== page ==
THE ARABS IN SICILY

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The Arabs remained in Sicily for two centuries and brought with them good culture in the fields of art and literature. They also improved the agricultural irrigation systems. Likewise, they also brought the new Islamic religion, so that Sicily swarmed with mosques. According to some authors, at the time of the Arab occupation there were more mosques in Palermo than in Istanbul. There were also many mosques in Enna, but they were all converted into Catholic churches after the Normans took the Arabs’ place in Sicily. One of these converted churches in Enna is that of Saint Michael, whose Moresque features are still visible.

This is an excerpt from A Hidden Sicilian History by Ettore Grillo
Ettore Grillo, author of these books:
– A Hidden Sicilian History
– The Vibrations of Words
-Travels of the Mind
http://www.amazon.com/author/ettoregrillo

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THE HISTORY OF INDIVIDUALS

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Everyone has a unique history and a special life. Some people— prophets, great philosophers, musicians, artists, kings, heroes, and so on—have left a mark on the books of history. Good or evil, the ones who have stood out are remembered by posterity; people like Julius Caesar, Napoleon Bonaparte, Adolph Hitler, Josef Stalin, and others. At their demise, the lives of ordinary people are like dead leaves swept away by the wind when fall arrives. They sink into oblivion as history pays them no mind. In addition to the history of individuals, there is that of nations, but no book can include the biographies of all the people who formed the nations of the world.
In truth, if it were possible to write an enormous book of history, it should record the life stories of everyone who has populated the earth through the centuries and millennia, for each living being has something different and particular to say, often worthy of being handed down through the generations.

This is an excerpt from A Hidden Sicilian History by Ettore Grillo
Ettore Grillo, author of these books:
– A Hidden Sicilian History
– The Vibrations of Words
-Travels of the Mind
http://www.amazon.com/author/ettoregrillo

SICILY UNDER THE SPANISH: THE INQUISITION

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The main difference between the Medieval Inquisition and the Spanish Inquisition is that the former was directed by the Pope, while the latter was under the authority of the king of Spain, who enforced the Inquisition’s rules not only in Spain but also in the Spanish possessions like Sicily, Sardinia, and Mexico. Spanish kings used the Inquisition not only to judge heretics and witches, but also to get rid of their political opponents, on the pretext they were heretics.
One of the most atrocious instruments of torture was that called “the mouse.” The inquisitor inserted a live mouse into the vagina or the anus of the person suspected of heresy or witchcraft. The head of the small rodent was directed towards the inner organs of the prisoner. Sometimes the anus or the vagina was stitched closed. The little animal, striving to find a way out, penetrated the victim’s body, scratching and biting it, provoking shooting pain.

This is an excerpt from A Hidden Sicilian History by Ettore Grillo
Ettore Grillo author of these books:
– A Hidden Sicilian History
– The Vibrations of Words
-Travels of the Mind
http://www.amazon.com/author/ettoregrillo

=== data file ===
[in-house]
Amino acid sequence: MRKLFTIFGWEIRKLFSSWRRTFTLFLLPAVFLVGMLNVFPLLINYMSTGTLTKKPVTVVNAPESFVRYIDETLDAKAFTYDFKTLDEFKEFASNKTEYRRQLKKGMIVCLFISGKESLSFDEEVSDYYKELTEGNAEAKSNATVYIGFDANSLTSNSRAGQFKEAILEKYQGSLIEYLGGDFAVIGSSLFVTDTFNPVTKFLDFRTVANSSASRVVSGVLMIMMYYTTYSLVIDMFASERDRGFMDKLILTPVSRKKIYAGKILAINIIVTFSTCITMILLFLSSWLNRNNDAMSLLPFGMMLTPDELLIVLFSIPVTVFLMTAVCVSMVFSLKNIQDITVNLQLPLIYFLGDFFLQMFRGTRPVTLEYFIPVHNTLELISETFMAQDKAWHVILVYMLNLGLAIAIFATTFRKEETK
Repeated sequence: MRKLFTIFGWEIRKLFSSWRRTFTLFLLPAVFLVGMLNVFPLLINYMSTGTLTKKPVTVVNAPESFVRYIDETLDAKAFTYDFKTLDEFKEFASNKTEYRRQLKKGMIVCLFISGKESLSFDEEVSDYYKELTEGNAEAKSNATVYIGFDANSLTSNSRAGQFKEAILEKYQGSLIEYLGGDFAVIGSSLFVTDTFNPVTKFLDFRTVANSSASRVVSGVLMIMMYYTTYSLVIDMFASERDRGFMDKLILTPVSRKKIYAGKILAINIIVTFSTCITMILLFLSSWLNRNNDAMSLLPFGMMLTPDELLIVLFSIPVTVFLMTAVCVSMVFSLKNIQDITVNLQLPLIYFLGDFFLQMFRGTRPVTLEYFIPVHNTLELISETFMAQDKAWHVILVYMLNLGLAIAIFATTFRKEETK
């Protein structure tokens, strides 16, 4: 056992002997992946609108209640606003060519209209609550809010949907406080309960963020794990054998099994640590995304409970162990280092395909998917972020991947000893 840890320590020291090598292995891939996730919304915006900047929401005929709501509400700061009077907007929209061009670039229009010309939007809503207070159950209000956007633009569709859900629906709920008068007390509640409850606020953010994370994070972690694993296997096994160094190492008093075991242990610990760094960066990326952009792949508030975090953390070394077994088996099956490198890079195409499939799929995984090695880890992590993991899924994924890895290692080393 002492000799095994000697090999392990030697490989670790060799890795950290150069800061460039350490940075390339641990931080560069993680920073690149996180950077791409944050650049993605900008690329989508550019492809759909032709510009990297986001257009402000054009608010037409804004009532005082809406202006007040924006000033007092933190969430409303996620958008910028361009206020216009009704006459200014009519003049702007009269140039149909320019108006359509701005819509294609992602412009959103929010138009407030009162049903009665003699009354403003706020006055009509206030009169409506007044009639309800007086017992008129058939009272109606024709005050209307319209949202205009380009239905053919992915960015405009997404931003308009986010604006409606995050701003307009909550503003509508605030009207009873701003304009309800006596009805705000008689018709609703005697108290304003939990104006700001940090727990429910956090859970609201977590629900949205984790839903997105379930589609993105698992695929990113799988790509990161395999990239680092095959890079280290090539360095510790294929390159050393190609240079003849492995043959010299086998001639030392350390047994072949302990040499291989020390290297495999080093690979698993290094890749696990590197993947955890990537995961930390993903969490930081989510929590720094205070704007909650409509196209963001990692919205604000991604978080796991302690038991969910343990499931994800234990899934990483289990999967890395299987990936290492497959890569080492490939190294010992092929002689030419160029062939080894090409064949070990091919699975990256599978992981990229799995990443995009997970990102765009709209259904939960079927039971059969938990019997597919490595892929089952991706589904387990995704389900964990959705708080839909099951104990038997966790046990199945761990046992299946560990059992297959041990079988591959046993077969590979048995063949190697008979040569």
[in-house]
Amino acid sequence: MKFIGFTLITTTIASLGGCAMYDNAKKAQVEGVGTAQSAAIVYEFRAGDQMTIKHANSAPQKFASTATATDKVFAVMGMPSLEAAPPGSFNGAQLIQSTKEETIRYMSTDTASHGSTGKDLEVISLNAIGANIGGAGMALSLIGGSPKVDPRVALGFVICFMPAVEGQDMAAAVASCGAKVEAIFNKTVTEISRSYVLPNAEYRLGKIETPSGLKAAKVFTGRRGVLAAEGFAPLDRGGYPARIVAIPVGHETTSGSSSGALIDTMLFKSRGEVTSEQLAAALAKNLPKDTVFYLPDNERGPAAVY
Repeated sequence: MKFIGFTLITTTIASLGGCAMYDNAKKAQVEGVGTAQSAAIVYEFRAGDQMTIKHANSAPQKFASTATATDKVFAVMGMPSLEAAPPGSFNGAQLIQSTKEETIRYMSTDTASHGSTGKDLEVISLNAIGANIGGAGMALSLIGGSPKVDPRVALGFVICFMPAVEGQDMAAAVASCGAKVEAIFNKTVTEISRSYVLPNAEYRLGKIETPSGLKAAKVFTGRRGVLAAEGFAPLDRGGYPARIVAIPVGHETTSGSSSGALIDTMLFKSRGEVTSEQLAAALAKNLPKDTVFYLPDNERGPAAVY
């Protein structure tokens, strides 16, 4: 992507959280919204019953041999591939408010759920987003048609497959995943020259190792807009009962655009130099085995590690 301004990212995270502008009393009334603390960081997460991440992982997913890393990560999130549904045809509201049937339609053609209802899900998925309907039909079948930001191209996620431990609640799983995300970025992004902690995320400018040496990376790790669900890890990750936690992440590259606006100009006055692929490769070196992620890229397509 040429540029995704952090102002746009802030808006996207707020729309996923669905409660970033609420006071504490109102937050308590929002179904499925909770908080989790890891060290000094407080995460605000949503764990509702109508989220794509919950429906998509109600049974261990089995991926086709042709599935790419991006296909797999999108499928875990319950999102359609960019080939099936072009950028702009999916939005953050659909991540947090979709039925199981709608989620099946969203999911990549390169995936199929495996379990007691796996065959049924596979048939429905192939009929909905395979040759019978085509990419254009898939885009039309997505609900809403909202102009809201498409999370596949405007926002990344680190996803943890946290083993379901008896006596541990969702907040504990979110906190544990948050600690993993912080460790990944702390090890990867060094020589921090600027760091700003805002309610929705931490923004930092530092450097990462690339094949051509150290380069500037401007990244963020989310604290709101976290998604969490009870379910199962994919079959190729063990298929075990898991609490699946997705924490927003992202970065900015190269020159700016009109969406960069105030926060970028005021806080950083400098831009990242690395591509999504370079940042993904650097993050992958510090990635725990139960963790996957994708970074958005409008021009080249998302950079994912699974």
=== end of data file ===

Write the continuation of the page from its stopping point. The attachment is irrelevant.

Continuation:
THE PUBLIC LIBRARY IN ENNA (SICILY)

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The public library in my hometown is located within a few rooms of an old palace that long ago belonged to Andrea Chiaramonte’s family, who was one of the eminent noblemen in Sicily at the end of the fourteenth century. He fought against the Spanish, but was defeated by them and sentenced to death by beheading. He was executed in Palermo in front of the Steri Palace where he had established his court. Meanwhile, his family members forfeited all their assets in Sicily, including the prestigious palace in Enna, which later was split into three parts. One part was given to the Franciscan friars, one was used as a court of law, and the smallest part as a civic library.
The ancient and precious volumes are kept on the highest wooden shelves. To reach them you need a special ladder provided by the attendant. One day I was on the ladder looking for a book that told the history of my town, when something that looked like a scroll fell onto the floor after having slipped from a gap between two big volumes about the Spanish Inquisition in Sicily that were placed on the highest shelf. Therefore, the scroll was supposed to be a part of them, or was at least somehow connected to them.

This is an excerpt from A Hidden Sicilian History by Ettore Grillo
Ettore Grillo author of these books:
– A Hidden Sicilian History
– The Vibrations of Words
-Travels of the Mind
http://www.amazon.com/author/ettoregrillo

THE BASILICA OF SAINT SOPHIA IN ISTANBUL

20190613_122337Visiting the Basilica of Saint Sophia in Istanbul is like reading a book of history.
The most ancient Basilica of Saint Sophia was built by order of Emperor Constantine, the one who liberalized all religions in the year 313 AD. The basilica was dedicated to Divine Wisdom, in Turkish Haghia Sophia, but it didn’t last long, because it was destroyed by a fire.
Later, by will of Empress Theodora, wife of Emperor Justinian, the Basilica of Saint Sophia was rebuilt bigger than it was before. It is said the Emperor Justinian aimed at realizing a basilica bigger than the Temple of Solomon. Justinian is renowned for creating the Codex of Justinian, a body of laws which was the fundamental legal text for many years to come in continental Europe. This emperor was intolerant against the pagans. If they didn’t convert to Christianity they were executed. Due to his intolerance against the heathen, he shut down the Philosophy School of Athens.